ThermoPro TP27 Wireless Meat Thermometer 


Out of stock


The ThermoPro TP27 Remote Meat Thermometer is a four-probe, wireless transmitter-to-receiver remote meat thermometer. It is also referred to by its official model number, the ThermoPro TP-27B. It has an updated body style of the ThermoPro TP27. This newly improved device body is also rated IPX4 waterproof, meaning it can handle splashing water and probably some rain.

The ThermoPro TP27 features four different color-coordinated stainless-steel temperature probes that pair with their corresponding colored ports on the transmitter. Some of the new updates, apart from the more water-resistant body, include more probes, a touch backlight, a bigger screen with more information and pinpoint temperature readings to tenths of a degree.

One major difference from other ThermoPro’s remote meat thermometers that you might notice is that all of the control features on the TP27 model are on the transmitter and not the receiver. The rationale behind the change is to give users the ability to use the TP27 as a standalone thermometer. This is especially helpful when you want to cook something that does not take a long time and you do not want to deal with two units. You can just insert your probes and work with the transmitter without having to turn on the receiver.

An important fact to keep in mind when shopping for wireless meat thermometers of any kind, be it Wi-Fi, Bluetooth, or Remote meat thermometers, is that they will claim the best case, line-of-sight, wireless signal range in their marketing. Thankfully, the TP27 does excellently well to cover a range of nearly 500 feet.

It comes packed with a single transistor, which features an LCD (Liquid Crystal Display) screen split into four sections for each temperature probe. It also features a soft rubber sleeve, a magnet on the back, as well as a flip-out counter stand. A single receiver, which also features an LCD screen split into four sections. It also has a soft rubber sleeve, a magnet on the back, and a flip-out counter stand. It has four color-coordinated, stainless-steel temperature probes, which are 8.5″ long with 42″ long cords. The temperature measuring range of the probes is between 14 and 572 degrees Fahrenheit. The probes and their cords are heat resistant up to 716 degrees Fahrenheit. Included in the kit are also two grate clips and four AAA batteries.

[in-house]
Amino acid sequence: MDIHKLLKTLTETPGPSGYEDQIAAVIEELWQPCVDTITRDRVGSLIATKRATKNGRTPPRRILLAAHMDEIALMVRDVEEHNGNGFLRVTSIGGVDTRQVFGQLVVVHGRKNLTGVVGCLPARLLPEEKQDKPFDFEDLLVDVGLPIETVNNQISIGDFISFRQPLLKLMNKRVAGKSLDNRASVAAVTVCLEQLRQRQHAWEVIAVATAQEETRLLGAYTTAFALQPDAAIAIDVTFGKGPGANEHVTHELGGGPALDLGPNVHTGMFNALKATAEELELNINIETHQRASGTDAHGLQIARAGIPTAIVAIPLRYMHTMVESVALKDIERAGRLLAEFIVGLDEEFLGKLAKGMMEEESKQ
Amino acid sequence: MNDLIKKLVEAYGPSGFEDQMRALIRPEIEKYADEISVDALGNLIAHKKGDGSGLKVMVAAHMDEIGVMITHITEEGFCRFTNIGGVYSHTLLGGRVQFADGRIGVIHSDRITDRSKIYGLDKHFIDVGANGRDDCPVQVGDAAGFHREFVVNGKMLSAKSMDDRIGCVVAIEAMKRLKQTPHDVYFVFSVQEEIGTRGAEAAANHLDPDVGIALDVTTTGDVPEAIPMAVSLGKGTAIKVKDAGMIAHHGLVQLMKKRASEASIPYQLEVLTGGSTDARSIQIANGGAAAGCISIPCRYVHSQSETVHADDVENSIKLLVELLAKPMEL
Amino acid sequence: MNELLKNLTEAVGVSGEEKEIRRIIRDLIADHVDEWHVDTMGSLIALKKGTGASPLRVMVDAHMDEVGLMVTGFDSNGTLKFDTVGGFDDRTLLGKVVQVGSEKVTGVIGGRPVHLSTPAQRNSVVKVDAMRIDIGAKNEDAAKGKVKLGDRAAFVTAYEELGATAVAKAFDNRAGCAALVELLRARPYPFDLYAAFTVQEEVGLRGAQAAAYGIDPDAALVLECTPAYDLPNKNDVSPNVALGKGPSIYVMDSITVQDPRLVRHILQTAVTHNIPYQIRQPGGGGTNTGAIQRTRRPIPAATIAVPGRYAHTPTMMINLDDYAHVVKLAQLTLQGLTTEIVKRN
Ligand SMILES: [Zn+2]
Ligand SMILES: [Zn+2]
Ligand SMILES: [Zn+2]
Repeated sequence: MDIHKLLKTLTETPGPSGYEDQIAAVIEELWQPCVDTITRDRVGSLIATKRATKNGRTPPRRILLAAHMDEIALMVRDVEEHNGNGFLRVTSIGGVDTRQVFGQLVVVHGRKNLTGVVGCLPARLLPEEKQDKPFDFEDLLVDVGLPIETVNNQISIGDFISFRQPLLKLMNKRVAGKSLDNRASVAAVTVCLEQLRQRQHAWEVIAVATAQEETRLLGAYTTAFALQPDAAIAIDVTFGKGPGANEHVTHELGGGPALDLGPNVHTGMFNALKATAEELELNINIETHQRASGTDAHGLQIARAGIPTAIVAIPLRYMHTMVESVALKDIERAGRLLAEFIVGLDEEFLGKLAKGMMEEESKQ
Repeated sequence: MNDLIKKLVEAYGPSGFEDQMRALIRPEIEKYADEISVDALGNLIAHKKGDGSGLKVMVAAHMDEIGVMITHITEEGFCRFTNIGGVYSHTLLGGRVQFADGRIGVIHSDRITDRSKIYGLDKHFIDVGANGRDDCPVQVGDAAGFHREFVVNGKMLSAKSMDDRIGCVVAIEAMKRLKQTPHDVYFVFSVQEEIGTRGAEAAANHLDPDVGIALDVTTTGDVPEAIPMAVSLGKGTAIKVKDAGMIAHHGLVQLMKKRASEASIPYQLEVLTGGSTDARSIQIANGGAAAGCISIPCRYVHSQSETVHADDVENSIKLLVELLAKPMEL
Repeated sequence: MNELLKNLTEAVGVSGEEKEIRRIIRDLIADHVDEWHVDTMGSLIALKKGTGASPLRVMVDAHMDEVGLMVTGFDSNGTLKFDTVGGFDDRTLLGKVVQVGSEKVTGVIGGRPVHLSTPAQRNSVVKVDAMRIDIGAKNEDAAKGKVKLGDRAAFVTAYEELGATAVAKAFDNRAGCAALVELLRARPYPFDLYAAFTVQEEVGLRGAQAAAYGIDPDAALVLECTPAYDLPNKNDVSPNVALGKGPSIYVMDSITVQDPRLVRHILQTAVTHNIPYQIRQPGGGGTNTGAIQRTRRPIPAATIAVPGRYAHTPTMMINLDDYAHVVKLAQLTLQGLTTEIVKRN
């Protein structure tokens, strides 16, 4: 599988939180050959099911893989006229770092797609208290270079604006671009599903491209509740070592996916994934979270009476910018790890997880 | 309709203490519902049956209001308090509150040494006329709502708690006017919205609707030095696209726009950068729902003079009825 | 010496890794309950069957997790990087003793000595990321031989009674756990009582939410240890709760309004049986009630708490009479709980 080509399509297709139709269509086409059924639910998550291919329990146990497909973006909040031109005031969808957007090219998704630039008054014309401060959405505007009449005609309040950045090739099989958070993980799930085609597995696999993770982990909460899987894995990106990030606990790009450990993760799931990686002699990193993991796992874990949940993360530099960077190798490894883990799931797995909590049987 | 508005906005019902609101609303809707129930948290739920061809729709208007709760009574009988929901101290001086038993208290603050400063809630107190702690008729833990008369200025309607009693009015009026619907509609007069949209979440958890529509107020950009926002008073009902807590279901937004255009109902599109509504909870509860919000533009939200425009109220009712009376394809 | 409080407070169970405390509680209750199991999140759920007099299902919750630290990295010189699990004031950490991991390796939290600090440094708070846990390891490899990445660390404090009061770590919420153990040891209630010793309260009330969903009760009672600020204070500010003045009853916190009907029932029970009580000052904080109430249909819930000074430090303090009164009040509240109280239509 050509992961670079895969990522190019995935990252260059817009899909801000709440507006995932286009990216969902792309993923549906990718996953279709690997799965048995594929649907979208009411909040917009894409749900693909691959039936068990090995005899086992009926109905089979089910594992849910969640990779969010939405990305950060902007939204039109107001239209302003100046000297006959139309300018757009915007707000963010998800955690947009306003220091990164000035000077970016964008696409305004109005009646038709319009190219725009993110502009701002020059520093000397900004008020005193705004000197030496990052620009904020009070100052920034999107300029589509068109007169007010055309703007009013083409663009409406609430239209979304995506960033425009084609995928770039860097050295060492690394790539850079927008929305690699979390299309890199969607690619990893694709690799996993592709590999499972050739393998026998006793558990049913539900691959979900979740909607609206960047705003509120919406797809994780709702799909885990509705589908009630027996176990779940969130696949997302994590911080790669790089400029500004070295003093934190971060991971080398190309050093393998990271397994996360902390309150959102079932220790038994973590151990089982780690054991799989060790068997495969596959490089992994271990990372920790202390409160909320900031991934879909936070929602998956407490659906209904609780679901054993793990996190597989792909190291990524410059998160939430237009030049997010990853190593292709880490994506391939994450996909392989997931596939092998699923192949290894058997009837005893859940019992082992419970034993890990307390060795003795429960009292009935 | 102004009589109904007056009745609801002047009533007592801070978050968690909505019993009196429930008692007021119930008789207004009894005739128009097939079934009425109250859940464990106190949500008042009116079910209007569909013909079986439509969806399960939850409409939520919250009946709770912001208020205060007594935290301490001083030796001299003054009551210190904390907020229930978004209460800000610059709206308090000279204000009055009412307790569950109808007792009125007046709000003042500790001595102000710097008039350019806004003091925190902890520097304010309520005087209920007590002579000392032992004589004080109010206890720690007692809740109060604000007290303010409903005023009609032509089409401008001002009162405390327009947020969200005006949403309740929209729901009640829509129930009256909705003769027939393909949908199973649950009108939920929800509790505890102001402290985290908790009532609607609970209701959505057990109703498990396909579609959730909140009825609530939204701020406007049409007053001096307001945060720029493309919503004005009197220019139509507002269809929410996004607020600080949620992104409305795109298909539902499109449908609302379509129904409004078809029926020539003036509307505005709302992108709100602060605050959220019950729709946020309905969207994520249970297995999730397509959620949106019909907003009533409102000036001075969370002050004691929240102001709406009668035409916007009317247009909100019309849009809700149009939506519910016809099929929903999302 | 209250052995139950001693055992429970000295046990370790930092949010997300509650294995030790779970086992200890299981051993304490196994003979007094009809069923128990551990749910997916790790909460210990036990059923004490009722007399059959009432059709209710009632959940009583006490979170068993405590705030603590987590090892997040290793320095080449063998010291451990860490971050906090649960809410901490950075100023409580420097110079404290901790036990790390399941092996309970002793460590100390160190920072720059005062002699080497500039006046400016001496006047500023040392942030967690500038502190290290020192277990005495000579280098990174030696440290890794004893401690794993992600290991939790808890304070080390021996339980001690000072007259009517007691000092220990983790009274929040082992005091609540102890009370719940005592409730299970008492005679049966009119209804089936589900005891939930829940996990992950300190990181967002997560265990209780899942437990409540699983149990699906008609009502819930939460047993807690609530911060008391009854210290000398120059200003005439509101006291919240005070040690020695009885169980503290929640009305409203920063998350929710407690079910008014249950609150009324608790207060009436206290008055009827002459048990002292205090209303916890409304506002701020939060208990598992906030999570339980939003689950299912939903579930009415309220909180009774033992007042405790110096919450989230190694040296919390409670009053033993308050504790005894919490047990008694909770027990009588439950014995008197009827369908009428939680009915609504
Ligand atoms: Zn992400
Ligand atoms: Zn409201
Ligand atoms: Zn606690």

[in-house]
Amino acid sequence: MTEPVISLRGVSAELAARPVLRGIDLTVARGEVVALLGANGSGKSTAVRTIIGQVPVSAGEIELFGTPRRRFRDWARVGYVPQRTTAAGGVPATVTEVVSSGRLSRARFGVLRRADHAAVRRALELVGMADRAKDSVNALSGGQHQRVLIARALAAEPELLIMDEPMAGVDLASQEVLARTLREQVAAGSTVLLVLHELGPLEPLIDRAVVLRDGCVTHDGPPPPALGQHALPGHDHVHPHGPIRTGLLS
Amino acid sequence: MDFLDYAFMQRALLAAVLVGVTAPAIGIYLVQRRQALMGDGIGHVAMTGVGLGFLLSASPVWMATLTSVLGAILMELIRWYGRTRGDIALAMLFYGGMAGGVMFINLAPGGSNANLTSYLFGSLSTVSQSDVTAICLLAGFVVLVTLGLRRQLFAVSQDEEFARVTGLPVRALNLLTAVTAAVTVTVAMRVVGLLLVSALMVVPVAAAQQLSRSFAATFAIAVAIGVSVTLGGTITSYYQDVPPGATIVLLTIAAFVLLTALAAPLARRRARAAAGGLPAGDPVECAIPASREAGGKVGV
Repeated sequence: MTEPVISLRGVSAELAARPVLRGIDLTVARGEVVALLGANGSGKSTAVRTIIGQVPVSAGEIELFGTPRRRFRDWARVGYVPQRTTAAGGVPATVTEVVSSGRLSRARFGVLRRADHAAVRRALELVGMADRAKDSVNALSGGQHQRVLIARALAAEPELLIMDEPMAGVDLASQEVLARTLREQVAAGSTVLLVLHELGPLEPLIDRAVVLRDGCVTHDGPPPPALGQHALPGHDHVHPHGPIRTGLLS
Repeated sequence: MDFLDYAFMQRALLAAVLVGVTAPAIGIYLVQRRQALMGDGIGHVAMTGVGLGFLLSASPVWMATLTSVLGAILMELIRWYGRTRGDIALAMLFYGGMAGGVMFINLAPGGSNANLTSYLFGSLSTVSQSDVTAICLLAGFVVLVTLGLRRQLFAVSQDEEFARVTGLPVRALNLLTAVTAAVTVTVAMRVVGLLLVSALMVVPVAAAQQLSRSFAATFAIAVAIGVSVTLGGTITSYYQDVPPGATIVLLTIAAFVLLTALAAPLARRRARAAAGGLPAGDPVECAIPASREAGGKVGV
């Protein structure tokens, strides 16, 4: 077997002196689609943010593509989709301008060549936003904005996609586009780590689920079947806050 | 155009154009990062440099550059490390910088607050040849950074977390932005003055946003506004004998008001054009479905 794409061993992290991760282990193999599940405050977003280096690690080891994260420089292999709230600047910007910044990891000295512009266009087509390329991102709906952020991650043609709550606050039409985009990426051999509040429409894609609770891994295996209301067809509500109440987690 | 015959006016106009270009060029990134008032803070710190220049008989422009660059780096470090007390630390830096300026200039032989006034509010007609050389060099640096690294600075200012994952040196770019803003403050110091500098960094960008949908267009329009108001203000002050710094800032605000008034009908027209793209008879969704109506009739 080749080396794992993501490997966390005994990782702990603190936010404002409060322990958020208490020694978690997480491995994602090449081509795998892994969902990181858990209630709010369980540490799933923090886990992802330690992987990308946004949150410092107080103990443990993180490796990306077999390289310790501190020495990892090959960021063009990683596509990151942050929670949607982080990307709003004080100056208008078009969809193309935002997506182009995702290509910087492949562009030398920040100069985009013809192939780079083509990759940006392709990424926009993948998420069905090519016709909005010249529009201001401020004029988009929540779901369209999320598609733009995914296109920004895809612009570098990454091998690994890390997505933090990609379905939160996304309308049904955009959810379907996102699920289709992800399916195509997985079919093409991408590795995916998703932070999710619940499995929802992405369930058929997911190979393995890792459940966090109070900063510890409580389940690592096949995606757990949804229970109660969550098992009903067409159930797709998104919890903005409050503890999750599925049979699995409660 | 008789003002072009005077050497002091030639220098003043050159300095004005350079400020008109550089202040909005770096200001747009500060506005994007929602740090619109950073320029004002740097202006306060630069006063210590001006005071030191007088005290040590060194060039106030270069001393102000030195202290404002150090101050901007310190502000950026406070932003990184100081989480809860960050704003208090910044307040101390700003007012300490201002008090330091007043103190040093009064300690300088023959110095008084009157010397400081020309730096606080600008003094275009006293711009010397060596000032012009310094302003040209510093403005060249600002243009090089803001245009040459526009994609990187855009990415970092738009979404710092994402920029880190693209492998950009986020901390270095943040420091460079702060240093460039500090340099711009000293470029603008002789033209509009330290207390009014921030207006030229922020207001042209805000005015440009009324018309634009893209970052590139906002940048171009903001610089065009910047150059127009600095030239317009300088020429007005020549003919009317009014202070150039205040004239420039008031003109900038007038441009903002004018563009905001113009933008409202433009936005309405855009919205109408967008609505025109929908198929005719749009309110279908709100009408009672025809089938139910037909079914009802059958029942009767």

The TP27 is covered by a one-year warranty, which can be extended by three years if users simply submit their warranty information at This warranty covers your thermometer to be free of defects or else ThermoPro will provide a brand-new unit or part free of charge.

Pros of the ThermoPro TP27 

  • A stronger wireless signal. The TP27 has a reported wireless signal range of 500 feet.
  • The TP27 has four color-coordinated temperature probes that plug into their corresponding colored probe ports
  • TP27 is rated splash-proof with an IPX4 waterproof rating
  • The TP27 has no preset meat temperatures or a timer
  • Both the transmitter and the receiver of the TP27 have a backlight
  • The display screen of the TP27 is split into four sections with each section capable of showing high and low-temperature alarms and the current temperature
  • You can switch the alarm to vibrate on the receiver of the TP27
  • Temperature range: 14°F to 572°F (0°C to 300°C). with measurement id both Fahrenheit and Celsius readings
  • Temperature Accuracy: ±1.8°F (±1°C)
  • It also features a low battery indicator

Cons of the ThermoPro TP27 

  • The TP27 lags a bit behind in speed and accuracy of measuring temperatures when compared with other products of its price range. But the lag is negligible

Note: The fact that the TP27 has no preset meat temperature settings like prior models of ThermoPro meat thermometers makes it endearing to users who love to set personalized temperature for things. There is also no timer, which is great for those users who find it redundant.